The technological revolution today is more like a sprint, but not a marathon: a powerful push and speed. And, if you barely had time to understand the launch of the Falcon and the advantages of electric cars, everyone starts to talk about AI and cars on autopilot. Is it difficult, don’t you have enough time, how to understand all of that? We understand you.
Hadron Collider: What is It and Why is It Needed?
There were 10,000 physicists and engineers, 85 countries, 2 decades of experiments to recreate a billionth of a second after the appearance of our Universe. What did it look like at that very moment? “Rock-star physicist” Brian Cox talks about his work on the Large Hadron Collider at CERN.
How the Blockchain is Changing Money and Business
We have passed the gold exchange standard and already looked up to the dollar. One financial system has changed another, but we have not achieved the ideal. So, what is next? Don Tapscott, co-author of the Blockchain Research Institute, believes that the blockchain technology is capable of transforming the notion of money, business, government and society as such.
The Next Manufacturing Revolution
In distant 1781, when James Watt patented the steam engine, and Henry Ford launched the conveyor line, it turned the industry around and increased its production capacity exponentially. 3D printing has every chance of becoming the next breakthrough. Industrial systems thinker Olivier Scalabre details how a fourth manufacturing revolution will produce a macroeconomic shift and boost employment, productivity and growth.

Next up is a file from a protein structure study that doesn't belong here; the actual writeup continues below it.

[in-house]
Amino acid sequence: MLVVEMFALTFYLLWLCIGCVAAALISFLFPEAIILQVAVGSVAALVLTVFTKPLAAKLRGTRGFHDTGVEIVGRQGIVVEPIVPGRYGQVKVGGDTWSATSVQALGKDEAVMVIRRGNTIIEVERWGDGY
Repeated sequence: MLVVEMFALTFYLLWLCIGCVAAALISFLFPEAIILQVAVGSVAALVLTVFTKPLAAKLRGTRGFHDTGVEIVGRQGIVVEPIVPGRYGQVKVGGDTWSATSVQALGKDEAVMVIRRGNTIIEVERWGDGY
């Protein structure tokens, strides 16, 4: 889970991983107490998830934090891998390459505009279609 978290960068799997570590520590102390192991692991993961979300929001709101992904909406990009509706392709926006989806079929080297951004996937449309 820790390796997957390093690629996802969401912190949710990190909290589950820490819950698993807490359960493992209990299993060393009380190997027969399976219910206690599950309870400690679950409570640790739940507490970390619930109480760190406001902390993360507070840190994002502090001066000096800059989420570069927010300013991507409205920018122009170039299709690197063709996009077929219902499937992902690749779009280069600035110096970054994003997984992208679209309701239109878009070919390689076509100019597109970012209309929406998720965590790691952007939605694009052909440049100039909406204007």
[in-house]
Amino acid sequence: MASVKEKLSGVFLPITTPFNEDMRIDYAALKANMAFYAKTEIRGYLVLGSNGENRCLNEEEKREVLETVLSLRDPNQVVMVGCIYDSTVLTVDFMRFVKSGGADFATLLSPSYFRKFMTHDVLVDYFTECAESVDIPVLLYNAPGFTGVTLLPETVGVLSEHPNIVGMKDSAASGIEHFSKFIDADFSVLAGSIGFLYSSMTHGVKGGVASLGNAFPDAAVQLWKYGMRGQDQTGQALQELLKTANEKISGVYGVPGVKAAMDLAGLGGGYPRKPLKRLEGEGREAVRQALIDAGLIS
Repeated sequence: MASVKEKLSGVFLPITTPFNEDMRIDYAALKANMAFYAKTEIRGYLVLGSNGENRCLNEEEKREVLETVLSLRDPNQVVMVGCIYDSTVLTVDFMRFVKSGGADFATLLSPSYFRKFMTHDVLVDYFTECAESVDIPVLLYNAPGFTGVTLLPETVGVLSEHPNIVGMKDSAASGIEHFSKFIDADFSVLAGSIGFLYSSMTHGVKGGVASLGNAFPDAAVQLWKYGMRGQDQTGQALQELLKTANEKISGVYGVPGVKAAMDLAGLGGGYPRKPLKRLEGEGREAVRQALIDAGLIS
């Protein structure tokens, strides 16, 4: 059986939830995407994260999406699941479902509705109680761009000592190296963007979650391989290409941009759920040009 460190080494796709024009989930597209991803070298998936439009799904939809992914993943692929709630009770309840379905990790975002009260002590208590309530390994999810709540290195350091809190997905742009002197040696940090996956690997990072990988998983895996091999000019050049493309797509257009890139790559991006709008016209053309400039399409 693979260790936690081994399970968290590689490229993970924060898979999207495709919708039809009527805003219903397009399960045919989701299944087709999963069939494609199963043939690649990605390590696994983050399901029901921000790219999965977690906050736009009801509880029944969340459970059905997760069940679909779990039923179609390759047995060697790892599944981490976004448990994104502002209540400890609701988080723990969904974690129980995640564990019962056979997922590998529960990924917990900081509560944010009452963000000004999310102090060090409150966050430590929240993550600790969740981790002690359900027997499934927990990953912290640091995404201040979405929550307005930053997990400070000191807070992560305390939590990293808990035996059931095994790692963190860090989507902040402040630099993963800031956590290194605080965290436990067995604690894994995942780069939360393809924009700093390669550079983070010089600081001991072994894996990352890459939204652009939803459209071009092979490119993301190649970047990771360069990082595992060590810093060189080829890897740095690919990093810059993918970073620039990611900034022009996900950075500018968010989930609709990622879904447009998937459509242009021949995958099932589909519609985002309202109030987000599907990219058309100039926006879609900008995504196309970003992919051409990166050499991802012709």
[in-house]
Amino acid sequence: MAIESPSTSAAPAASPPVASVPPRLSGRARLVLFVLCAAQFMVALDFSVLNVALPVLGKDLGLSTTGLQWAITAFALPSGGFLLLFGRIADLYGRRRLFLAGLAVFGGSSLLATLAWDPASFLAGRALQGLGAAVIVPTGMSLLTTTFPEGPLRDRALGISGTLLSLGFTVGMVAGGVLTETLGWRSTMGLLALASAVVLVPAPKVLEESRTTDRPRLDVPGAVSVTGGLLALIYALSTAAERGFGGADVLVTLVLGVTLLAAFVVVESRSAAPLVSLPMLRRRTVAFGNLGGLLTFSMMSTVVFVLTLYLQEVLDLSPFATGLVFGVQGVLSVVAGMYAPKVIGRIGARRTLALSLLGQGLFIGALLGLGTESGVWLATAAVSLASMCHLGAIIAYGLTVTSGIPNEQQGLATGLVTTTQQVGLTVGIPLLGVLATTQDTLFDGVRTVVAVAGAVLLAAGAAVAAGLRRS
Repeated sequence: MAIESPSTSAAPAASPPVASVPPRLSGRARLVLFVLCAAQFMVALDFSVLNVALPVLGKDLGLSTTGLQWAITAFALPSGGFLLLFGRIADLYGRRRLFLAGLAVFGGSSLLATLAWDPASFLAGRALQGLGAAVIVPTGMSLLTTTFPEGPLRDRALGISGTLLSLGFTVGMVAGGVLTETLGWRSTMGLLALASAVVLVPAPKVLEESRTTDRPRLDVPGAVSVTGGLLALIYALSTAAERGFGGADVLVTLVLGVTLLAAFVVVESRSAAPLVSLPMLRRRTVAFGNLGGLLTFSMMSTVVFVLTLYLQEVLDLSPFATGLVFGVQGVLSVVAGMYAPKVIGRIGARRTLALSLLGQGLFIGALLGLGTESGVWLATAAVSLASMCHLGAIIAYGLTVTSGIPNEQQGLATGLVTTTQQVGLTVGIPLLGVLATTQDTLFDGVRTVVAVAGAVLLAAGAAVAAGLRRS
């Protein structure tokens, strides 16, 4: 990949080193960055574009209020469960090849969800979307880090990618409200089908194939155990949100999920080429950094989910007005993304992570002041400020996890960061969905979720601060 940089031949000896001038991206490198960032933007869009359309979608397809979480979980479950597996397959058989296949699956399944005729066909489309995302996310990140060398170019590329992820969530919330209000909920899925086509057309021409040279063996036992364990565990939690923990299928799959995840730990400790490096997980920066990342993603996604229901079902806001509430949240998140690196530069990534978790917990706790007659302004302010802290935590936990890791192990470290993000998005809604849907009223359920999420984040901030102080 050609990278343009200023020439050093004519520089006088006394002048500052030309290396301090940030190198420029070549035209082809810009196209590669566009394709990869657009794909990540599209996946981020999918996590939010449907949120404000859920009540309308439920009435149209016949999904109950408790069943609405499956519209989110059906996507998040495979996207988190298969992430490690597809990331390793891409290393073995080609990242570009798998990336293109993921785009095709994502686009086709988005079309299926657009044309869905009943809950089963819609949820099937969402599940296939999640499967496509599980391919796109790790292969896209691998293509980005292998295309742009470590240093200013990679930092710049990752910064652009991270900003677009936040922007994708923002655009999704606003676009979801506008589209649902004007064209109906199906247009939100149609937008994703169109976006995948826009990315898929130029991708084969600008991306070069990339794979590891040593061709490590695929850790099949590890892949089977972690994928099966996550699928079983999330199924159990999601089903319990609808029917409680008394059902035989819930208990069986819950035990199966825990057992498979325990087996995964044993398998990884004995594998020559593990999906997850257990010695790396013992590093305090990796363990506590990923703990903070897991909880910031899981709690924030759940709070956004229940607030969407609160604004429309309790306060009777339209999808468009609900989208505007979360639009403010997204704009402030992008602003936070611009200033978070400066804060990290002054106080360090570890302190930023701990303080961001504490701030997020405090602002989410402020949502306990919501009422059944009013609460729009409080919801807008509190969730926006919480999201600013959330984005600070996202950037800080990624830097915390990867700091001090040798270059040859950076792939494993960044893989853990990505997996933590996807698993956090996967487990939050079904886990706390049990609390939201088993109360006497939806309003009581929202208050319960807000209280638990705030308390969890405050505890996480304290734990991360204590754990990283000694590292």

Computer Vision: How We’re Teaching Computers to Understand Pictures
Artificial intelligence, cameras and drones are well able to capture what is happening. But no matter how many cameras are installed around the pool, they will never be able to recognize that the child is drowning. Computers aren’t just able to realize the visual data. But they are taught this. How can you teach but not program a computer, and when will it see the world with its own eyes?
CRISPR technology will allow editing genes. On the one hand, genetic diseases will become treatable, but on the other hand, where will genome engineering and the creation of a man of the “ideal sample” lead to? CRISPR co-inventor Jennifer Doudna tells about the essence, risks and advantages of a DNA editor.